Supports fundamental research on the interactions of nanomaterials and nanosystems with biological and environmental components in various media.
The Nanoscale Interactions program is part of the Environmental Engineering and Sustainability cluster, which also includes: 1) the Environmental Engineering program; and 2) the Environmental Sustainability program.
The goal of the Nanoscale Interactions program is to support research to advance fundamental and quantitative understanding of the interactions of nanomaterials and nanosystems with biological and environmental media.
Materials of interest include one- to three-dimensional nanostructures, heterogeneous nano-bio hybrid assemblies, dendritic and micelle structures, quantum dots, and other nanoparticles. Such nanomaterials and systems frequently exhibit novel physical, chemical, photonic, electronic, and biological behavior as compared to the bulk scale. Collaborative and interdisciplinary proposals are encouraged.
Research areas supported by the program include:
- Characterization of interactions at the interfaces of nanomaterials and nanosystems, including both simple nanoparticles and complex and/or heterogeneous composites and nanosystems, with surrounding biological and environmental media;
- Development of predictive tools based on the fundamental behavior of nanostructures to advance cost-effective and environmentally benign processing and engineering solutions over full-life material cycles;
- Examination of the transport, interaction, and impact of nanostructured materials and nanosystems on biological systems and the environment;
- Simulations of nanoparticle behavior at interfaces, in conjunction with experimental comparisons, and new theories and simulation approaches for determining the transport and transformation of nanoparticles in various media; and
- Investigations of quantum vibronic and spin phenomena with correlations to nano phenomena.
The Nanoscale Interactions program will support exploratory research projects on nanoscale interactions of quantum effects which explain macroscopic changes and physiological and metabolic processes; investigate quantum vibration and electron spin to elucidate nano phenomena and produce quantitative data and evidence of quantum effects.
Research in these areas will enable the design of nanostructured materials and heterogeneous nanosystems with desired chemical, electronic, photonic, biological, and mechanical properties for optimal and sustainable handling, manufacture, and utilization.
NOTE: Studies that focus on fundamental research concerning atomic- and molecular-scale interfacial phenomena and engineering of interfacial properties, processes, and materials, particularly as relevant towards advancing industrial chemical or biochemical processes, may be more appropriate for the Interfacial Engineering program (CBET 1417). Please consult with program directors prior to submission if you have questions about programmatic fit.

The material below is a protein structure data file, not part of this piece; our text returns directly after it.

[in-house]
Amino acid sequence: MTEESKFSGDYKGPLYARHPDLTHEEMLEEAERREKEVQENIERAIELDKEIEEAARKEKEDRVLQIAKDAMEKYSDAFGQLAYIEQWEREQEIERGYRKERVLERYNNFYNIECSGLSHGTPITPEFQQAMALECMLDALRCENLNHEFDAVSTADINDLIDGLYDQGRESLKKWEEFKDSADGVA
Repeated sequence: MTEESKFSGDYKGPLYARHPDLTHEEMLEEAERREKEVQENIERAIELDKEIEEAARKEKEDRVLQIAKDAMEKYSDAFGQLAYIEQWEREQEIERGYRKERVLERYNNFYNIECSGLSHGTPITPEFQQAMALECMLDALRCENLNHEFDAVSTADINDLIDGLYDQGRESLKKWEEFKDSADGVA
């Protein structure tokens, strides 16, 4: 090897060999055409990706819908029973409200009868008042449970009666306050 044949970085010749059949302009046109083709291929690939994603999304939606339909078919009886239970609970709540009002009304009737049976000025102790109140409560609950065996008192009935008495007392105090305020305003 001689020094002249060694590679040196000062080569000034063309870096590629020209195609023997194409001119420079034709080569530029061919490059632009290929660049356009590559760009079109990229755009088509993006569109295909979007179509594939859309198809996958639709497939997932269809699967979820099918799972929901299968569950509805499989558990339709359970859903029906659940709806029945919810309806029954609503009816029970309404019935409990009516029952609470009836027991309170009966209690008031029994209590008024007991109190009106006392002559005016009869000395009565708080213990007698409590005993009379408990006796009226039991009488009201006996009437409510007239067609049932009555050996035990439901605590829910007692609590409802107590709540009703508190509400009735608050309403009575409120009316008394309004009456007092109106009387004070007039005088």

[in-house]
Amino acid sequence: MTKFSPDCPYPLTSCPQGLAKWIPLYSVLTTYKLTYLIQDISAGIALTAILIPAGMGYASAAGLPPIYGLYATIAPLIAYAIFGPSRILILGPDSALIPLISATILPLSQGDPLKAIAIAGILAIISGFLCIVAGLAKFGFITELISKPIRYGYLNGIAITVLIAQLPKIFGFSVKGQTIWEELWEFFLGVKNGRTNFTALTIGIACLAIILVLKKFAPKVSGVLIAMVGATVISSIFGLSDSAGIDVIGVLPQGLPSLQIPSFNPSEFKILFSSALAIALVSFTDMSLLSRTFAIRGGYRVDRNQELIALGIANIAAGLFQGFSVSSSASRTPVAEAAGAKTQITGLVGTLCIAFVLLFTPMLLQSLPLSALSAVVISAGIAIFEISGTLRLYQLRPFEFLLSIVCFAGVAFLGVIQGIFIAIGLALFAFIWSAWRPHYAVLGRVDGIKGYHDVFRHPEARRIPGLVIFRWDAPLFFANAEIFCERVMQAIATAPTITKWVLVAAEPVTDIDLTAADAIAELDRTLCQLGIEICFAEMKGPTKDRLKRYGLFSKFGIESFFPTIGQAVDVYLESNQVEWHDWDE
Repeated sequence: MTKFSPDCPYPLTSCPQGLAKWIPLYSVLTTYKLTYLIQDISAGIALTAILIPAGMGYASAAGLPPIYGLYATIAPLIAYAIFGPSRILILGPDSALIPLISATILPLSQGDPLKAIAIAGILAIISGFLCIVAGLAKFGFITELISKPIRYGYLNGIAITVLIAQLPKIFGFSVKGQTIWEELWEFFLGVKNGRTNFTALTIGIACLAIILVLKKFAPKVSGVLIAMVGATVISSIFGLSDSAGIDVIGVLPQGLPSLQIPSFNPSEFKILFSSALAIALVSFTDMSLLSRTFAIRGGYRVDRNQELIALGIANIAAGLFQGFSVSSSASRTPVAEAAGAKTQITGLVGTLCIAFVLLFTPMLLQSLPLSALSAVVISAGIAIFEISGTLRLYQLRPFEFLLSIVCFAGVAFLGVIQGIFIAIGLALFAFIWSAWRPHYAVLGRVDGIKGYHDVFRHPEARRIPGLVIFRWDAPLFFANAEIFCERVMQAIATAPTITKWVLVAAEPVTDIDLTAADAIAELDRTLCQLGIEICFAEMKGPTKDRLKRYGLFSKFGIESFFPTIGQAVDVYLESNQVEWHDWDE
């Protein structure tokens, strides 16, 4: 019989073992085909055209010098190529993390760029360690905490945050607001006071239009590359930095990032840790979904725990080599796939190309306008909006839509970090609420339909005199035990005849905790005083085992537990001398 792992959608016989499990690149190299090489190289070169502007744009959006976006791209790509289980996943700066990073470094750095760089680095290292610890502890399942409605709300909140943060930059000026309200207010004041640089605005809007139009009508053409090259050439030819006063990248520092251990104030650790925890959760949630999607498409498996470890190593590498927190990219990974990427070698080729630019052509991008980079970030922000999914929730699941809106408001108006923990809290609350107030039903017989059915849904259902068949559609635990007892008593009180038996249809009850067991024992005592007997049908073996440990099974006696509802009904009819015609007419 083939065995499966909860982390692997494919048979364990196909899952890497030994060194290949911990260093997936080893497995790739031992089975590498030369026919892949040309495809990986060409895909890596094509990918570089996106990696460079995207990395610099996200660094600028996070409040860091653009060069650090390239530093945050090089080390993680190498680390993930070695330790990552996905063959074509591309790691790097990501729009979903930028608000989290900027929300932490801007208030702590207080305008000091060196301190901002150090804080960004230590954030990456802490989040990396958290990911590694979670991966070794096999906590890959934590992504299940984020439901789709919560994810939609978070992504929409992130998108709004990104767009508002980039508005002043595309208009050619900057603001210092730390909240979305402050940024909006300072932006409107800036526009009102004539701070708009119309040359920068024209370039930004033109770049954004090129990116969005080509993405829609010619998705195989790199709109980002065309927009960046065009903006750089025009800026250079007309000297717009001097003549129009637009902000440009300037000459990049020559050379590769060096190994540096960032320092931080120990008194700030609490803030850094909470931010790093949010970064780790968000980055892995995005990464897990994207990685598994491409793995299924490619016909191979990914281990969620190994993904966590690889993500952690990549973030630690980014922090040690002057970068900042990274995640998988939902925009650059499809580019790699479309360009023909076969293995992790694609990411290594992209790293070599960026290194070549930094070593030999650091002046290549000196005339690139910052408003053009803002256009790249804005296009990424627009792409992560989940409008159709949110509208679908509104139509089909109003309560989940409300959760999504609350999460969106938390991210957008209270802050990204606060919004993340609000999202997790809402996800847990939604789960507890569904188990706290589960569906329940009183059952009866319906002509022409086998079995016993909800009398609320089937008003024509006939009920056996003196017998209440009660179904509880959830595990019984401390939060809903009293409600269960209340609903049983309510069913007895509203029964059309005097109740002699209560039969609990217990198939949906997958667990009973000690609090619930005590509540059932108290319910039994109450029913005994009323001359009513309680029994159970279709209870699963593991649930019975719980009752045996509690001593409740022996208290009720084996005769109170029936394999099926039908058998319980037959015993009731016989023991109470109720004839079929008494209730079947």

Innovative proposals outside of these specific interest areas may be considered. However, prior to submission, it is recommended that the Principal Investigator contact the program director to avoid the possibility of the proposal being returned without review.
INFORMATION COMMON TO MOST CBET PROGRAMS
Proposals should address the novelty and/or potentially transformative nature of the proposed work compared to previous work in the field. Also, it is important to address why the proposed work is important in terms of engineering science, as well as to also project the potential impact on society and/or industry of success in the research. The novelty or potentially transformative nature of the research should be included, as a minimum, in the Project Summary of each proposal.
The duration of unsolicited proposal awards in CBET is generally up to three years. Single-investigator award budgets typically include support for one graduate student (or equivalent) and up to one month of PI time per year (awards for multiple investigator projects are typically larger). Proposal budgets that are much larger than typical should be discussed with the program director prior to submission. Proposers can view budget amounts and other information from recent awards made by this program via the “What Has Been Funded (Recent Awards Made Through This Program, with Abstracts)” link towards the bottom of this page.
Faculty Early Career Development (CAREER) program proposals are strongly encouraged. Award duration is five years. The submission deadline for Engineering CAREER proposals is in July every year. Learn more in the CAREER program description.
Proposals for Conferences, Workshops, and Supplements: PIs are strongly encouraged to discuss their requests with the program director before submission of the proposal.
Grants for Rapid Response Research (RAPID) and EArly-concept Grants for Exploratory Research (EAGER) are also considered when appropriate. Please note that proposals of these types must be discussed with the program director before submission. Grant Opportunities for Academic Liaison with Industry (GOALI) proposals that integrate fundamental research with translational results and are consistent with the application areas of interest to each program are also encouraged. Please note that RAPID, EAGER, and GOALI proposals can be submitted anytime during the year. Details about RAPID, EAGER, and GOALI are available in the Proposal & Award Policies & Procedures Guide (PAPPG), Part 1, Chapter II, Section E: Types of Proposals.
Compliance: Proposals that are not compliant with the Proposal & Award Policies & Procedures Guide (PAPPG) will be returned without review.
Nora F. Savage